Overall, it’s a solid addition to the series, but now I really just want the next season not to be 4 months away.

If you want to check out some more by the Joker on the Sofa, check out the 100 Greatest TV Episodes of All Time or the Joker on the Sofa Reviews.

If you enjoy these, please, like, share, tell your friends, like the Facebook page (https://www.facebook.com/JokerOnTheSofa/), follow on Twitter @JokerOnTheSofa, and just generally give me a little bump. I’m not getting paid, but I like to get feedback.

Netflix Review – Chilling Adventures of Sabrina (Spoiler-Free)

SpoilerFree

As many of you who read this blog regularly will already know, or anyone who sits near me for even a brief period will find out, I hate the show Riverdale. It strikes me as a generic CW show that only distinguishes itself by being based on Archie Comics, which also pisses me off because the comic book Riverdale was supposed to be like Mayberry: It’s a place where people are who they should be. They’re not perfect, but the good try to be better and the bad are taught to be good. Instead, this Riverdale is full of darkness and teen angst. This is the only kind of reboot or reimagining that I usually will protest: It’s profaning that which its source held sacred, but not doing anything imaginative with that profanity.  And yes, I watched the entire first season to give it a fair shot.  So, when they said they were going to do a spin-off of the show featuring Sabrina, the Teenage Witch, most people thought I would oppose it.

THOSE PEOPLE WERE WRONG.

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While Riverdale stands against everything that Archie Comics originally stood for, Sabrina the Teenage Witch has always been a little creepy and macabre. Even the 90s series with Melissa Joan Hart had a lot of stuff that, in retrospect, was dark as hell. I mean, she regularly manipulates memories, changes people’s personalities, causes giant weather phenomenon, and punishes people with curses for arbitrary reasons. Those are all things that, in a less comic setting, would be objectively horrifying. Chilling Adventures of Sabrina is just taking that to its logical conclusion.

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Soulless monsters, the lot of them. Funny, entertaining, soulless monsters.

SUMMARY (Spoiler-Free)

Sabrina Spellman (Kiernan Shipka) is about to turn 16 years old on Halloween under a Blood Moon… at which point she shall have to undergo her “Dark Baptism” and sign her soul into the Book of the Beast and pledge herself to the Dark Lord Satan. However, Sabrina is a rare existence, a half-witch half-human, which gives her a choice: She can embrace her magic side and gain longevity and power, or she can stay in her human life with her human friends, including her boyfriend Harvey Kinkle (Ross Lynch). Her aunts, Hilda and Zelda (Lucy Davis and Miranda Otto) and her cousin, Ambrose (Chance Perdomo), are all practitioners of the Dark Arts who give her guidance… and sometimes commands that she disobeys.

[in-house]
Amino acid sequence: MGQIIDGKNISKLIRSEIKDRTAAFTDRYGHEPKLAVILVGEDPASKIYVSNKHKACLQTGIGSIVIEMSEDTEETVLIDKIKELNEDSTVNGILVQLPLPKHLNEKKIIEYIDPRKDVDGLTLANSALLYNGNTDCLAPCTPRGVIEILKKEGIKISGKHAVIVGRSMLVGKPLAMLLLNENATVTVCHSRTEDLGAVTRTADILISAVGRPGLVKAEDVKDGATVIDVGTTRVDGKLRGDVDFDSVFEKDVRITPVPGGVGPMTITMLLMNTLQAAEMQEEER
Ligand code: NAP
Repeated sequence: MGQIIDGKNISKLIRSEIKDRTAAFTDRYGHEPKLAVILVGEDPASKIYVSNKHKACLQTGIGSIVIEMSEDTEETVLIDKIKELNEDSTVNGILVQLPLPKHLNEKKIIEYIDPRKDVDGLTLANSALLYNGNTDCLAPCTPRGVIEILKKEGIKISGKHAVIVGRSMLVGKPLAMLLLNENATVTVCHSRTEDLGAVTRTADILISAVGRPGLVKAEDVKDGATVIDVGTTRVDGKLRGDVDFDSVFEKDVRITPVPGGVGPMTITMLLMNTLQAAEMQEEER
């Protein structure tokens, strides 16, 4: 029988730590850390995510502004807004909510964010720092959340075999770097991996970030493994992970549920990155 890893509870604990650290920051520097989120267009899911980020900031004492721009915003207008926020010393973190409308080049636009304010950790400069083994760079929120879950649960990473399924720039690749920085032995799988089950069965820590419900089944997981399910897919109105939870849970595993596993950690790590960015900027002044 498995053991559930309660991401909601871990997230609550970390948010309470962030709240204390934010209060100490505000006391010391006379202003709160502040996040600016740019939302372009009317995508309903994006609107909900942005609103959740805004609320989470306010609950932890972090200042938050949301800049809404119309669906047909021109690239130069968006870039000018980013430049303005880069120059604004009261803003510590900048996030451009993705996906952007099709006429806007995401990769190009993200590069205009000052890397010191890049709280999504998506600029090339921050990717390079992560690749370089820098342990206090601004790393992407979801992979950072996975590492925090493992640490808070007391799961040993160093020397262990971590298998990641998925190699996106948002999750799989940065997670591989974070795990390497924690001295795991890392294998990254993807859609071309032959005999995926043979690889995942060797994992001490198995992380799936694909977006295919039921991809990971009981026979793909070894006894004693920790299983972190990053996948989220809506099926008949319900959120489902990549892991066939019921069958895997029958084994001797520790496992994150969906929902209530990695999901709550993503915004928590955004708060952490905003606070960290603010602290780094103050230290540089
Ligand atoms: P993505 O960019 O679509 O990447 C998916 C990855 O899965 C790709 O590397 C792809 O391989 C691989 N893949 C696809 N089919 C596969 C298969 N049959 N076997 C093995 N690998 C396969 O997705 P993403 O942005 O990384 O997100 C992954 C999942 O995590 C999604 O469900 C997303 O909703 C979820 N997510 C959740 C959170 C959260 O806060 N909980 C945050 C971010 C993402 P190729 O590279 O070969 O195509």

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She also has a cat… that is actually a goblin in the form of a cat. 

Ultimately, this choice and how she tries to avoid it, negotiate it, or pick a third option is most of her character arc for this season. At the same time, her magical presence is revealed to be impacting Harvey and her friends Susie (Lachlan Watson) and Roz (Jaz Sinclair). Additionally, she has to deal with the dark path offered by Father Blackwood (Richard Coyle), the head warlock of her coven, the temptations of Ms. Wardwell (Michelle Gomez), a demon inhabiting the body of her teacher, and the semi-racist ire of the Weird Sisters, three witches that act like the Plastics from Mean Girls (Adeline Rudolph, Tati Gabrielle, Abigail Cowen).

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Oh, and this guy… I think they call him Tim? Wait, no, Satan. That’s Satan.

END SUMMARY

Like most of Netflix’s shows, this is a serial that builds towards the season finale… which itself mostly just sets everything up for the next season. Since Chilling Adventures of Sabrina has already been given an order for a second season, this isn’t much of an issue. I think the pace of it is pretty solid, moreso than most of the Netflix Marvel series. There are a lot of subplots that start off fairly slow and do a great job building over the course of the season, while the main plot involving Sabrina keeps shifting enough that it doesn’t feel overly repetitive. Some of the episode gimmicks seem a little cliche or lame but, honestly, the show’s acting and atmosphere consistently overwhelm any of those issues.